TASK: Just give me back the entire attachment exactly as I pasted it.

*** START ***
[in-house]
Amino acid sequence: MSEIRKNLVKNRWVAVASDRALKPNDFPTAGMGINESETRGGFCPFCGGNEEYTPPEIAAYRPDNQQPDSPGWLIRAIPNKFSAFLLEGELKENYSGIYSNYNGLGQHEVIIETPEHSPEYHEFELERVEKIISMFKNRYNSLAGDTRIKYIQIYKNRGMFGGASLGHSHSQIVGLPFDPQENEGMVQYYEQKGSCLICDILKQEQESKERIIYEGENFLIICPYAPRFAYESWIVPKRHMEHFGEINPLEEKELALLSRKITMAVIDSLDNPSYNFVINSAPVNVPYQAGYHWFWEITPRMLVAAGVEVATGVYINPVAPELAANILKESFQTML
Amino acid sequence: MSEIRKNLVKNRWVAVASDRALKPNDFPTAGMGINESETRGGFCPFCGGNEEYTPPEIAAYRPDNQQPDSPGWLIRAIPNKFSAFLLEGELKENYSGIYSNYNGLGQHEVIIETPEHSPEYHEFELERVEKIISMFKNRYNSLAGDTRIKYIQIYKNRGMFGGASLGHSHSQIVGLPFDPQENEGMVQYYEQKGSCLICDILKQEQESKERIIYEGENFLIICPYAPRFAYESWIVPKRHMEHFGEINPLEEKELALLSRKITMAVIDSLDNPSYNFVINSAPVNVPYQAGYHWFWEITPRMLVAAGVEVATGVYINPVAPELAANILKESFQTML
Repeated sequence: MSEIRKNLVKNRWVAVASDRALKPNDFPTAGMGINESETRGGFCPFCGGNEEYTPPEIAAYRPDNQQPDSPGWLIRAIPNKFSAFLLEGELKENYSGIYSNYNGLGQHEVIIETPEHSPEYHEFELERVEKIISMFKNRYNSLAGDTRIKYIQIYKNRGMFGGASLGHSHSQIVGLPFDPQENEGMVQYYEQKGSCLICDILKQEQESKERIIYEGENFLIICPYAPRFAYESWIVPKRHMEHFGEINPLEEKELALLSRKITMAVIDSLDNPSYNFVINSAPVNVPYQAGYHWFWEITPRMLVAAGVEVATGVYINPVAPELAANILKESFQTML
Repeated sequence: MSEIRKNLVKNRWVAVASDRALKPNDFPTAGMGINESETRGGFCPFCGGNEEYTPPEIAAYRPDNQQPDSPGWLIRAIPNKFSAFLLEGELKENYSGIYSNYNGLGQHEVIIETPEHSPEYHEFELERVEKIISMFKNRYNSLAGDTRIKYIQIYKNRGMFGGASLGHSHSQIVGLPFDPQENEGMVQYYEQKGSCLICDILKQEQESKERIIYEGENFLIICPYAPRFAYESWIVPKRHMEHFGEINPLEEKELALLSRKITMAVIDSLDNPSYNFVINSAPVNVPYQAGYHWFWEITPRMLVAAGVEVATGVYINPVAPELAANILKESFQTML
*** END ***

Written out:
[in-house]
Amino acid sequence: MSEIRKNLVKNRWVAVASDRALKPNDFPTAGMGINESETRGGFCPFCGGNEEYTPPEIAAYRPDNQQPDSPGWLIRAIPNKFSAFLLEGELKENYSGIYSNYNGLGQHEVIIETPEHSPEYHEFELERVEKIISMFKNRYNSLAGDTRIKYIQIYKNRGMFGGASLGHSHSQIVGLPFDPQENEGMVQYYEQKGSCLICDILKQEQESKERIIYEGENFLIICPYAPRFAYESWIVPKRHMEHFGEINPLEEKELALLSRKITMAVIDSLDNPSYNFVINSAPVNVPYQAGYHWFWEITPRMLVAAGVEVATGVYINPVAPELAANILKESFQTML
Amino acid sequence: MSEIRKNLVKNRWVAVASDRALKPNDFPTAGMGINESETRGGFCPFCGGNEEYTPPEIAAYRPDNQQPDSPGWLIRAIPNKFSAFLLEGELKENYSGIYSNYNGLGQHEVIIETPEHSPEYHEFELERVEKIISMFKNRYNSLAGDTRIKYIQIYKNRGMFGGASLGHSHSQIVGLPFDPQENEGMVQYYEQKGSCLICDILKQEQESKERIIYEGENFLIICPYAPRFAYESWIVPKRHMEHFGEINPLEEKELALLSRKITMAVIDSLDNPSYNFVINSAPVNVPYQAGYHWFWEITPRMLVAAGVEVATGVYINPVAPELAANILKESFQTML
Repeated sequence: MSEIRKNLVKNRWVAVASDRALKPNDFPTAGMGINESETRGGFCPFCGGNEEYTPPEIAAYRPDNQQPDSPGWLIRAIPNKFSAFLLEGELKENYSGIYSNYNGLGQHEVIIETPEHSPEYHEFELERVEKIISMFKNRYNSLAGDTRIKYIQIYKNRGMFGGASLGHSHSQIVGLPFDPQENEGMVQYYEQKGSCLICDILKQEQESKERIIYEGENFLIICPYAPRFAYESWIVPKRHMEHFGEINPLEEKELALLSRKITMAVIDSLDNPSYNFVINSAPVNVPYQAGYHWFWEITPRMLVAAGVEVATGVYINPVAPELAANILKESFQTML
Repeated sequence: MSEIRKNLVKNRWVAVASDRALKPNDFPTAGMGINESETRGGFCPFCGGNEEYTPPEIAAYRPDNQQPDSPGWLIRAIPNKFSAFLLEGELKENYSGIYSNYNGLGQHEVIIETPEHSPEYHEFELERVEKIISMFKNRYNSLAGDTRIKYIQIYKNRGMFGGASLGHSHSQIVGLPFDPQENEGMVQYYEQKGSCLICDILKQEQESKERIIYEGENFLIICPYAPRFAYESWIVPKRHMEHFGEINPLEEKELALLSRKITMAVIDSLDNPSYNFVINSAPVNVPYQAGYHWFWEITPRMLVAAGVEVATGVYINPVAPELAANILKESFQTML